Almost £350,000 is to be spent to install new lighting along a popular Norfolk walking and cycling route.

Work to install cable ducting on Marriott’s Way, between Dragon Bridge and Mile Cross Road (next to Anderson’s Meadow) in Norwich is set to start on Monday (May 25).

This is in preparation of the installation of new low-energy motion sensor LED street lighting which Norfolk County Council says will follow in due course.

The council says that will provide better security and visibility along the popular, 26 mile route, which stretches from Norwich to Aylsham along former railway lines.

The work, which will take five weeks to complete, was originally planned to start in March but was delayed due to the coronavirus restrictions put in place.

The path will remain open, although safety barriers will be installed around the work area to protect the public and workers.

Further work to install cable ducting and street lighting on the Marriott’s Way stretch between Mile Cross Road and Sloughbottom Park is proposed later in the year, when conditions allow.

That section is currently too wet for the works to be done and the council says further information about that will follow in due course.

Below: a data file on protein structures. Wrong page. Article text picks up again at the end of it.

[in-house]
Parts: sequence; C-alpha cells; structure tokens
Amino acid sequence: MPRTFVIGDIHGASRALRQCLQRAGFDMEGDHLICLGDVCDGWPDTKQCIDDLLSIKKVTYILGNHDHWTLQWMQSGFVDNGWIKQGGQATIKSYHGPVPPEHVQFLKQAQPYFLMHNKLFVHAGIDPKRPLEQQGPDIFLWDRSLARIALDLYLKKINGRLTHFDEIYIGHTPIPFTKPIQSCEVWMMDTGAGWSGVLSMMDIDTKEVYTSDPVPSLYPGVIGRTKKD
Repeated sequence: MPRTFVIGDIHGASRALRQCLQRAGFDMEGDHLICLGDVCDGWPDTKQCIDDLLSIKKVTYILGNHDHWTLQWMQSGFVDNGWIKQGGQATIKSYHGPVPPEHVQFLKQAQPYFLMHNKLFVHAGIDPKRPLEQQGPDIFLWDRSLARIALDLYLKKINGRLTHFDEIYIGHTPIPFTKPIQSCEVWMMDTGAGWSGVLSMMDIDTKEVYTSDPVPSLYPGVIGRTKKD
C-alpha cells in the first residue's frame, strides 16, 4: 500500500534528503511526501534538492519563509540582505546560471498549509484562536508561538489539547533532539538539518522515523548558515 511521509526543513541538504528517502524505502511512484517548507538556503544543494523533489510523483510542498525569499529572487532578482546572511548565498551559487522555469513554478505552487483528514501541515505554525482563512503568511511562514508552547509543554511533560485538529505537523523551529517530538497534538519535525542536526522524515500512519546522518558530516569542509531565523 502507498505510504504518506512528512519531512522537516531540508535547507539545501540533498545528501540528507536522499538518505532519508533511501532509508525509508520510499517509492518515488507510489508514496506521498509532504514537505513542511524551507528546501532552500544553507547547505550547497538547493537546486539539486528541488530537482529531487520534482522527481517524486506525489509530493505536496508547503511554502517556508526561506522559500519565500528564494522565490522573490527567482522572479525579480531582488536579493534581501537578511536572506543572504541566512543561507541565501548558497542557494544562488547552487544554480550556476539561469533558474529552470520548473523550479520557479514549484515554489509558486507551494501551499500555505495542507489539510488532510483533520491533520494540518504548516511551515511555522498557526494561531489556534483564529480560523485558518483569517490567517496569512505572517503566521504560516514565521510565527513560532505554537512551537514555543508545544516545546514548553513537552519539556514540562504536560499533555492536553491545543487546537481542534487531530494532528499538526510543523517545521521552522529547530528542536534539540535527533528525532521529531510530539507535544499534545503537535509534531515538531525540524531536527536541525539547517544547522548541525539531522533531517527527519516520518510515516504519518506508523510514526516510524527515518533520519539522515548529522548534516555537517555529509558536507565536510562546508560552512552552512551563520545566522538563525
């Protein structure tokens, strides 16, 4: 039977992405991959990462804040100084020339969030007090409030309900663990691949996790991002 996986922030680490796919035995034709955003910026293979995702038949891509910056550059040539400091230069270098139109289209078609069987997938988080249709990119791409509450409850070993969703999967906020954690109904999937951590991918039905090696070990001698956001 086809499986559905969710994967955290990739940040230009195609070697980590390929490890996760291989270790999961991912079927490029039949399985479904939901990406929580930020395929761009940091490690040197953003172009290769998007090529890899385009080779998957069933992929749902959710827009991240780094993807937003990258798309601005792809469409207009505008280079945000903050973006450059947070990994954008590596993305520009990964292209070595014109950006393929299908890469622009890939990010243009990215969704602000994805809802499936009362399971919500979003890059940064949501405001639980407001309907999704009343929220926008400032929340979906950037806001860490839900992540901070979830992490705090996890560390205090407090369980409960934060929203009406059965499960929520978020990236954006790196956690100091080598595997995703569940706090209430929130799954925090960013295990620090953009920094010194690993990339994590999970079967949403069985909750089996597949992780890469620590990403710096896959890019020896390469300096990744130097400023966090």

The scheme is expected to cost a total of £340,000 and will be funded through the Community Infrastructure Levy - money which developers of housing and businesses have to pay.

The work will be carried out by Norfolk County Council’s community and environmental services department and their contractors.

The route is named after William Marriott, the chief engineer and manager of the Midland and Great Northern Railway system.

Marriott’s Way iis a county wildlife site and passes through many landscapes and wildlife-rich habitats, such as the Wensum river valley and Whitwell Common.

In Norwich, the entrance to the start of Marriott’s Way can be found by the roundabout at Barn Road and Barker Street, on the inner ring road.

In Aylsham, the entrance is on Norwich Road, opposite the Bure Valley Railway station, although there are many other access points at villages and road junctions.